Bikes in the wilderness

Grab your bear can or camp chair, kick your feet up and chew the fat about anything Sierra Nevada related that doesn't quite fit in any of the other forums. Within reason, (and the HST rules and guidelines) this is also an anything goes forum. Tell stories, discuss wilderness issues, music, or whatever else the High Sierra stirs up in your mind.
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Ska-T
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Re: Bikes in the wilderness

Post by Ska-T » Wed Dec 27, 2017 5:27 pm

Share the Trail.png
As a hiker I have yet to have a biker yield to me.

[I spend way more time each year biking than hiking, so don't call me anti-bike.]
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RichardCullip
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Re: Bikes in the wilderness

Post by RichardCullip » Wed Dec 27, 2017 6:29 pm

Ska-T wrote:
Share the Trail.png
As a hiker I have yet to have a biker yield to me.

[I spend way more time each year biking than hiking, so don't call me anti-bike.]
As a biker have youu ever yielded to a hiker?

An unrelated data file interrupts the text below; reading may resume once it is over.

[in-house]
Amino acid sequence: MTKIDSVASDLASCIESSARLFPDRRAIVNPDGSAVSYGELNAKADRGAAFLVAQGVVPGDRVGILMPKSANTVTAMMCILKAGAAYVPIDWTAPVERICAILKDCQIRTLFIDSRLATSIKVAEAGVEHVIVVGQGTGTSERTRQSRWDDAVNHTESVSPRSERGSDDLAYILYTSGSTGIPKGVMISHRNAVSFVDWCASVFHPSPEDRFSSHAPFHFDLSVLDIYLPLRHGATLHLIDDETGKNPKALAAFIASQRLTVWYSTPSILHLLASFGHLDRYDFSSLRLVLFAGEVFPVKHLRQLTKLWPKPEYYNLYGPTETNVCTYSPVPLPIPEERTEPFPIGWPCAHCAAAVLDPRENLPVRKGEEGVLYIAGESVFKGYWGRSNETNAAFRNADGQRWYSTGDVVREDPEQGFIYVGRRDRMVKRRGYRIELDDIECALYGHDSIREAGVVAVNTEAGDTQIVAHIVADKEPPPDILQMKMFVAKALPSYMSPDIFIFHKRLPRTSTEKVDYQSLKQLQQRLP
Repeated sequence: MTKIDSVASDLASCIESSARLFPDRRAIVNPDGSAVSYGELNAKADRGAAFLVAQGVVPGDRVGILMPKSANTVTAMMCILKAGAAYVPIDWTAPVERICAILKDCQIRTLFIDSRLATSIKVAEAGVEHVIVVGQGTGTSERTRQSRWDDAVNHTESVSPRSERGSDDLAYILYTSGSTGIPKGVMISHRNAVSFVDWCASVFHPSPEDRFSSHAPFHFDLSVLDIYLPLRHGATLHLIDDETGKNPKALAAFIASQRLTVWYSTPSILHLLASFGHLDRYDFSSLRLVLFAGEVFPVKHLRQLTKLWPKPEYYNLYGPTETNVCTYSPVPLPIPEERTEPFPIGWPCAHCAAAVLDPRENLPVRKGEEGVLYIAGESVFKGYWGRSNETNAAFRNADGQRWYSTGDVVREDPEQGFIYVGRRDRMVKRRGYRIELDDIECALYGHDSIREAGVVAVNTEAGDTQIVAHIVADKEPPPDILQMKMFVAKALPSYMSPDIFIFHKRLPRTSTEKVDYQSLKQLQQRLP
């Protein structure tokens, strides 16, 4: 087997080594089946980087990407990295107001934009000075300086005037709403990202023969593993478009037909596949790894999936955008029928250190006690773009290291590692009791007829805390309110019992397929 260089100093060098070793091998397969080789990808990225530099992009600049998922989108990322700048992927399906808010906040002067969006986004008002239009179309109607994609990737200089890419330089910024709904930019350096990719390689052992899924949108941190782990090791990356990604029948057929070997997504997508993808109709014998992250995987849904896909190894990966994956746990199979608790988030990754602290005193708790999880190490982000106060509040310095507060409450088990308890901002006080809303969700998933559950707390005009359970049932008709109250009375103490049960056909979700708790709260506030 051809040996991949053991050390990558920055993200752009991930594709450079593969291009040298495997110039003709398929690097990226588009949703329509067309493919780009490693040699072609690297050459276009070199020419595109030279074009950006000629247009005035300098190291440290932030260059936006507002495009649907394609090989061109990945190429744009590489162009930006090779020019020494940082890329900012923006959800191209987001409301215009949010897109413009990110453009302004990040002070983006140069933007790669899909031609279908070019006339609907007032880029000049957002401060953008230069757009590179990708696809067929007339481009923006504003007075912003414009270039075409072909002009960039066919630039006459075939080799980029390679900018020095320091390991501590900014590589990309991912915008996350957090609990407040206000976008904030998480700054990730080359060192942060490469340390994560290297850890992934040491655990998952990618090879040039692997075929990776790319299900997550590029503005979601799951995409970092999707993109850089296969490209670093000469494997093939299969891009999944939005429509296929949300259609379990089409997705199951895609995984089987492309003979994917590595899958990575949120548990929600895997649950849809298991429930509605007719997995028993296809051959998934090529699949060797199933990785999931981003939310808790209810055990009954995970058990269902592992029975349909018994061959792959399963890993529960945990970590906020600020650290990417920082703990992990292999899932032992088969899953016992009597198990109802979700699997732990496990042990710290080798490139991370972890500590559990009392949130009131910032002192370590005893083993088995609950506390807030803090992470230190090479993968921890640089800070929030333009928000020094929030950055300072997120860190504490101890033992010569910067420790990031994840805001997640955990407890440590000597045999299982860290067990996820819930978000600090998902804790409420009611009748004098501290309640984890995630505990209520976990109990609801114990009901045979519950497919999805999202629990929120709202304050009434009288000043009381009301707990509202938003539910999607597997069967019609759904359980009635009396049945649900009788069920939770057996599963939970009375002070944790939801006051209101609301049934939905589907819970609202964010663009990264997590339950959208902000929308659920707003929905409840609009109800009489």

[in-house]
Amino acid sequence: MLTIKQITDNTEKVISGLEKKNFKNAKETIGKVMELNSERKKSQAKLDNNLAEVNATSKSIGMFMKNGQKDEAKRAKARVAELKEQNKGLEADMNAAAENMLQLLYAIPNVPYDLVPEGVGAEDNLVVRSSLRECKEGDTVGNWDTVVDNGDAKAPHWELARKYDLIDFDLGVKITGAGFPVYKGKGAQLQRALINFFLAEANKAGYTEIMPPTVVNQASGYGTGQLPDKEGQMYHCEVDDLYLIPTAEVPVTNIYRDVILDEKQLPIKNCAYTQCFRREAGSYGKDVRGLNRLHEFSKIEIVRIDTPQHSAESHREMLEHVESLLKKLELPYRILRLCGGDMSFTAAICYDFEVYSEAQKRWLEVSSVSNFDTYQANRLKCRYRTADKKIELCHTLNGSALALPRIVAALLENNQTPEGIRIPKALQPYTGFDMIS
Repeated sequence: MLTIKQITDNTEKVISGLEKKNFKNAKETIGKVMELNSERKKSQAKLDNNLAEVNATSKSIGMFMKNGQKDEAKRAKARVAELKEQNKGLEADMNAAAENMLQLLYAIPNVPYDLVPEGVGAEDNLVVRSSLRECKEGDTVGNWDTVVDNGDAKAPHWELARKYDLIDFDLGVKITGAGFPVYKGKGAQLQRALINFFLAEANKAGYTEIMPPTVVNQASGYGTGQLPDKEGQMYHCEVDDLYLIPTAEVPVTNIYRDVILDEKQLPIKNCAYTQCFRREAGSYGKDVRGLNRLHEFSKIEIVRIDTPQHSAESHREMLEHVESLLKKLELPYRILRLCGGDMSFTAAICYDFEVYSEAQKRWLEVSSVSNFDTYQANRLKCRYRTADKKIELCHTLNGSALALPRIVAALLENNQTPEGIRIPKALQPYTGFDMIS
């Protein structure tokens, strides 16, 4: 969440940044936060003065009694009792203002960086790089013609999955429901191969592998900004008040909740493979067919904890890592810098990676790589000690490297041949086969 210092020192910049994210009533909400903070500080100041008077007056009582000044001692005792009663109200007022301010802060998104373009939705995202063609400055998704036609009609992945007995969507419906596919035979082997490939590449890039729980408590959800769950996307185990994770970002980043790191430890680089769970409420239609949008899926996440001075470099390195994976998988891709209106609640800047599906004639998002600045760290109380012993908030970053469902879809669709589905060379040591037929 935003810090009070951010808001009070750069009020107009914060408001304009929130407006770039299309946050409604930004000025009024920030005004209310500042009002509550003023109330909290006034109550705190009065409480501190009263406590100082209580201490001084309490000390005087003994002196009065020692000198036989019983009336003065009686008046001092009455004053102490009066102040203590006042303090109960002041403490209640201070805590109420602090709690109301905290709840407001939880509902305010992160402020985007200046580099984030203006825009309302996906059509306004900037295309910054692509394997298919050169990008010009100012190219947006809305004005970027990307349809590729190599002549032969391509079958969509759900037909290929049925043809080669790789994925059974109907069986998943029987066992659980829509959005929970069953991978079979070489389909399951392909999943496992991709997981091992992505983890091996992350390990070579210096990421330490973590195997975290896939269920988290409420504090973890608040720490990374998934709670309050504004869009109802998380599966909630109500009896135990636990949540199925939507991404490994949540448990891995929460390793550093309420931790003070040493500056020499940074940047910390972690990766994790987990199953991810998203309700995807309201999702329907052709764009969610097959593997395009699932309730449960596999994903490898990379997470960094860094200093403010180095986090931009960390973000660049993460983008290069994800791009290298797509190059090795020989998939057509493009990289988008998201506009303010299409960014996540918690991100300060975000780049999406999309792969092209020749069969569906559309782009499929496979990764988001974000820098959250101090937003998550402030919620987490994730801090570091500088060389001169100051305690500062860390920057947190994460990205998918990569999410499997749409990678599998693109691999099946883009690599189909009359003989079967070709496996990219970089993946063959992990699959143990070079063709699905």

I've had a few, remarkably few, bikers yield for me as I hike on some multi-use trails down in San Diego but it is a rare thing indeed.
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Re: Bikes in the wilderness

Post by Cross Country » Wed Dec 27, 2017 7:01 pm

I've ridden a bike on the bike trail close to my house literarily thousands of times. Most bikers are very compulsive people who almost can't bare to slow down. They risk collisions instead of slowing down and "loosing" 5 seconds. I always slow down and yield.

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Re: Bikes in the wilderness

Post by zacjust32 » Wed Dec 27, 2017 7:09 pm

Cross Country wrote:I've ridden a bike on the bike trail close to my house literarily thousands of times. Most bikers are very compulsive people who almost can't bare to slow down. They risk collisions instead of slowing down and "loosing" 5 seconds. I always slow down and yield.